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Thread: Reading BLDC Hall Sensors using interrupts

  1. #1
    Junior Member
    Join Date
    Mar 2014
    Posts
    12

    Reading BLDC Hall Sensors using interrupts

    Hi all,
    It's been a while since I've posted on this forum, but I need some advice on a Teensy project I'm doing. I have a Brushless motor with 3 Hall sensors. The motor has 7 pole pairs that each are being read by the Hall sensors at 5000 rpm. Controlling the motor is done using a separate motor controller, but I need to convert the Hall Sensor input into an A/B quadrature Encoder signal for another device. My first idea was using the Encoder library for Teensy, but that only supports two inputs. I then figured that I'll do a simplistic approach using Interrupts and I came up with the code below.

    It works quite well. I can get direction and position out, but even at moderate speeds, I'm loosing some "steps" so the position on the motor controller will differ from the one on the Teensy. I could of course throw a Teensy 4.0 at it and hope that the extra speed solves the issue, but I can't help but think that there are others that have done similar things and come up with a better solution? I'd love to hear how others have solved similar problems.

    Code:
    #define HALLPIN1 10
    #define HALLPIN2 11
    #define HALLPIN3 12
    
    volatile unsigned int lastPin = 0;
    volatile signed int dir = 0;
    signed int dirDisplay = 0;
    volatile signed long pos = 0;
    volatile signed long lastChange = 0;
    signed long prevPos = 0;
    
    void setup() {
      pinMode(HALLPIN1, INPUT);
      pinMode(HALLPIN2, INPUT);
      pinMode(HALLPIN3, INPUT);
      
      attachInterrupt(digitalPinToInterrupt( HALLPIN1 ), hall1, CHANGE);
      attachInterrupt(digitalPinToInterrupt( HALLPIN2 ), hall2, CHANGE);
      attachInterrupt(digitalPinToInterrupt( HALLPIN3 ), hall3, CHANGE);
    }
    
    void loop() {
      // nada
    }
    
    void hall1() {
      if( lastPin == HALLPIN3 )
      {
        dir = -1; // backward
      }
      else if( lastPin == HALLPIN2 )
      {
        dir = 1; // forward
      }
      pos += dir;
      lastPin = HALLPIN1;
    }
    
    void hall2() {
      if( lastPin == HALLPIN1 )
      {
        dir = -1;
      }
      else if( lastPin == HALLPIN3 )
      {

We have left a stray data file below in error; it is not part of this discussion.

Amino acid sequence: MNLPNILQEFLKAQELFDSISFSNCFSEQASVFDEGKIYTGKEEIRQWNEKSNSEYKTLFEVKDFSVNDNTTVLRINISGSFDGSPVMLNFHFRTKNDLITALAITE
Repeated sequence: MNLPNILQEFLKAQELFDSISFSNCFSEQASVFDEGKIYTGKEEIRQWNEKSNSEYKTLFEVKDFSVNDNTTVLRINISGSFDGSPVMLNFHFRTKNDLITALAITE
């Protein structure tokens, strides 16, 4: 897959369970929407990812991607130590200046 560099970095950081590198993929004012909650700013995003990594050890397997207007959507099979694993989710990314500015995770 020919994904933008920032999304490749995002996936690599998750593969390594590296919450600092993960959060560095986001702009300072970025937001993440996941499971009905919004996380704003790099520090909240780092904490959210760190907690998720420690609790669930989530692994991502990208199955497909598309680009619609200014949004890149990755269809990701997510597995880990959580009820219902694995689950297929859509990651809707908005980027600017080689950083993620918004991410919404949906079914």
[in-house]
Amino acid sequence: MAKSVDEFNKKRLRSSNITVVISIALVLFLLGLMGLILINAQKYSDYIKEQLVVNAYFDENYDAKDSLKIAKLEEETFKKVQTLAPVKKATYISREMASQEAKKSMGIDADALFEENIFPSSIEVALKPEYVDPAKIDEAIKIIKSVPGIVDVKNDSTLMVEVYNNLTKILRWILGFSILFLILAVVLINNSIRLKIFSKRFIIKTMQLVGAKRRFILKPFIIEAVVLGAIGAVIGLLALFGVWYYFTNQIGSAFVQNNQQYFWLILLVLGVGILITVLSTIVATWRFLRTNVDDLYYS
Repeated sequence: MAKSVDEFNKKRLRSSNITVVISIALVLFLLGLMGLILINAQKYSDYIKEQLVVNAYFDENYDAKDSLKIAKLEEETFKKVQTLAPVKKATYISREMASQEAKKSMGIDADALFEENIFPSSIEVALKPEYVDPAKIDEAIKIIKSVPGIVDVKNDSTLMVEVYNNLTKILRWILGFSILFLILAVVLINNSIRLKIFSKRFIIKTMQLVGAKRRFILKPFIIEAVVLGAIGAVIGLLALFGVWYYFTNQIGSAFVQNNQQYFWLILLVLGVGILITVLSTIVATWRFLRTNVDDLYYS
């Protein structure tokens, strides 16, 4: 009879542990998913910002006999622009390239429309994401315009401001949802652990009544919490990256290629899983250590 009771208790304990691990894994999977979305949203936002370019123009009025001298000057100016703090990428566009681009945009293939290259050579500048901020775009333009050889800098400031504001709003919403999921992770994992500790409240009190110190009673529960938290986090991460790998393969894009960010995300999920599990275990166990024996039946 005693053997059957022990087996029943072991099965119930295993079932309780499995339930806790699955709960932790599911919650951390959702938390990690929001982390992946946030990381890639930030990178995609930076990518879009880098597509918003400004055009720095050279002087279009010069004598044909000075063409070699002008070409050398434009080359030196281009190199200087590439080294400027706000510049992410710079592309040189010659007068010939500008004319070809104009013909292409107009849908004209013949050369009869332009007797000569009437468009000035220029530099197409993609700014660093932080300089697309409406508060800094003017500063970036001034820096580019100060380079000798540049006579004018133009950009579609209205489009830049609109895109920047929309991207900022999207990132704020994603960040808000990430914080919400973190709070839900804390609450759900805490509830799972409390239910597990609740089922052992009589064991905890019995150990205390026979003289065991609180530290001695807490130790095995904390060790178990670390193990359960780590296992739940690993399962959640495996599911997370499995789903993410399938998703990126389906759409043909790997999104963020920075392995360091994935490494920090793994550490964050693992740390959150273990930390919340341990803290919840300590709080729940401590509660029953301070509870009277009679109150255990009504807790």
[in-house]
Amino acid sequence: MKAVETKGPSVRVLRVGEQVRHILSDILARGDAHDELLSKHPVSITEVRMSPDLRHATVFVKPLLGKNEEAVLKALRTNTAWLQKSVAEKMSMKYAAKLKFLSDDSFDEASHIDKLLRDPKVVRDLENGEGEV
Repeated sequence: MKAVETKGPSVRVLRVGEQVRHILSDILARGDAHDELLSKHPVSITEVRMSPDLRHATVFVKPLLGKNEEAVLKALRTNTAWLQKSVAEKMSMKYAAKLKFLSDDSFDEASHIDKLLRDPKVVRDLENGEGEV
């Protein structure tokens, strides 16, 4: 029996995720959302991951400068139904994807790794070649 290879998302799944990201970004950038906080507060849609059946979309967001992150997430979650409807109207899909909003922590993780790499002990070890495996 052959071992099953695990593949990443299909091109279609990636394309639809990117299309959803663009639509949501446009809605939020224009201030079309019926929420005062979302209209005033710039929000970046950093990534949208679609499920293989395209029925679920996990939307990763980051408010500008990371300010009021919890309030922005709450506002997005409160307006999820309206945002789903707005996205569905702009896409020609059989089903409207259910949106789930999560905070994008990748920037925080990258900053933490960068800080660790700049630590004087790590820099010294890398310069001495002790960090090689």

dir = 1;
      }
      pos += dir;
      lastPin = HALLPIN2;
    }
    
    void hall3() {
      if( lastPin == HALLPIN2 )
      {
        dir = -1;
      }
      else if( lastPin == HALLPIN1 )
      {
        dir = 1;
      }
      pos += dir;
      lastPin = HALLPIN3;
    }
    Last edited by jensa; 03-23-2020 at 11:33 PM.

  2. #2
    Member
    Join Date
    Feb 2018
    Location
    Corvallis, OR
    Posts
    60
    Your sample code doesn't show anything using the dir and pos values. I think it is that missing code that is your problem. The default priority for attachInterrupt is 128, in the middle of the priority range. Other things such as the systick, USB, SDIO and timer drivers may have higher priority and be blocking your pin interrupts long enough to cause problems. At 2400 RPM (40 RPS) , you are getting 3 interrupts every 25 milliseconds. If equally spaced, that is an interrupt each 8.3mSec.

    You can search the forum for "attachInterrupt priority" and find some information on how to increase the priority of your pin interrupts. That might solve your problem with missed pulses.

  3. #3
    Junior Member
    Join Date
    Mar 2014
    Posts
    12
    Thanks @mbogerson! Those posts was quite a dense read, but from what I gathered it boils down to adding this one line to the setup-method (given that the pins I use are on the C-port:

    Code:
    NVIC_SET_PRIORITY(IRQ_PORTC, 0);
    Using 0 gave the better results, but it was not perfect still. I initially tried using priority 48 on my Teensy 3.2 and that was practically no difference. A friend suggested using the timers, so I'll look into that next.

  4. #4
    Junior Member
    Join Date
    Mar 2014
    Posts
    12
    The solution became to use the standard Encoder class for Teensy and just ignore one of the three phases in the Hall sensor signal. This looses precision, but solves the problem elegantly as it produces the A&B signals I need. If the result is multiplied with 1.5, I'll get the same count as the Epos4 motor driver also and it's 100% identical to the Teensy

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